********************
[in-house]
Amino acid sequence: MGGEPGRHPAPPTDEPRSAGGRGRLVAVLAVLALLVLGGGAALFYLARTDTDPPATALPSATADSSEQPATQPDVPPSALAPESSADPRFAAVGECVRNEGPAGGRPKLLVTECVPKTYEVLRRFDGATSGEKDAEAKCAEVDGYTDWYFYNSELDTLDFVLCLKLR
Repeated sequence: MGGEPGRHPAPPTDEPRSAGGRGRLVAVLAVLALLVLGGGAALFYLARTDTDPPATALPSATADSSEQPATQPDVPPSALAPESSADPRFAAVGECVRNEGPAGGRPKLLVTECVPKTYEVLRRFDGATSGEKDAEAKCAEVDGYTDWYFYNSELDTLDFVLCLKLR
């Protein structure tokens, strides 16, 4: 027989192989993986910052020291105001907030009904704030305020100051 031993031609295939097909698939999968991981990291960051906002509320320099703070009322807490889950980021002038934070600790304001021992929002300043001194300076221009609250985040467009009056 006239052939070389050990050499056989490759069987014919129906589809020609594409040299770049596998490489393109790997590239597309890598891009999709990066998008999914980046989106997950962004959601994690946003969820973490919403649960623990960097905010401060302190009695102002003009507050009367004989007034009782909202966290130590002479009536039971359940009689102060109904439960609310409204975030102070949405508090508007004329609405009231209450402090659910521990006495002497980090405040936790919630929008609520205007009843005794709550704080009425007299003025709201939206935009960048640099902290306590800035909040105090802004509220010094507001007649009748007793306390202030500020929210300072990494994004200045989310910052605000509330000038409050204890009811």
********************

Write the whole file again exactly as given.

[in-house]
Amino acid sequence: MGGEPGRHPAPPTDEPRSAGGRGRLVAVLAVLALLVLGGGAALFYLARTDTDPPATALPSATADSSEQPATQPDVPPSALAPESSADPRFAAVGECVRNEGPAGGRPKLLVTECVPKTYEVLRRFDGATSGEKDAEAKCAEVDGYTDWYFYNSELDTLDFVLCLKLR
Repeated sequence: MGGEPGRHPAPPTDEPRSAGGRGRLVAVLAVLALLVLGGGAALFYLARTDTDPPATALPSATADSSEQPATQPDVPPSALAPESSADPRFAAVGECVRNEGPAGGRPKLLVTECVPKTYEVLRRFDGATSGEKDAEAKCAEVDGYTDWYFYNSELDTLDFVLCLKLR
């Protein structure tokens, strides 16, 4: 027989192989993986910052020291105001907030009904704030305020100051 031993031609295939097909698939999968991981990291960051906002509320320099703070009322807490889950980021002038934070600790304001021992929002300043001194300076221009609250985040467009009056 006239052939070389050990050499056989490759069987014919129906589809020609594409040299770049596998490489393109790997590239597309890598891009999709990066998008999914980046989106997950962004959601994690946003969820973490919403649960623990960097905010401060302190009695102002003009507050009367004989007034009782909202966290130590002479009536039971359940009689102060109904439960609310409204975030102070949405508090508007004329609405009231209450402090659910521990006495002497980090405040936790919630929008609520205007009843005794709550704080009425007299003025709201939206935009960048640099902290306590800035909040105090802004509220010094507001007649009748007793306390202030500020929210300072990494994004200045989310910052605000509330000038409050204890009811």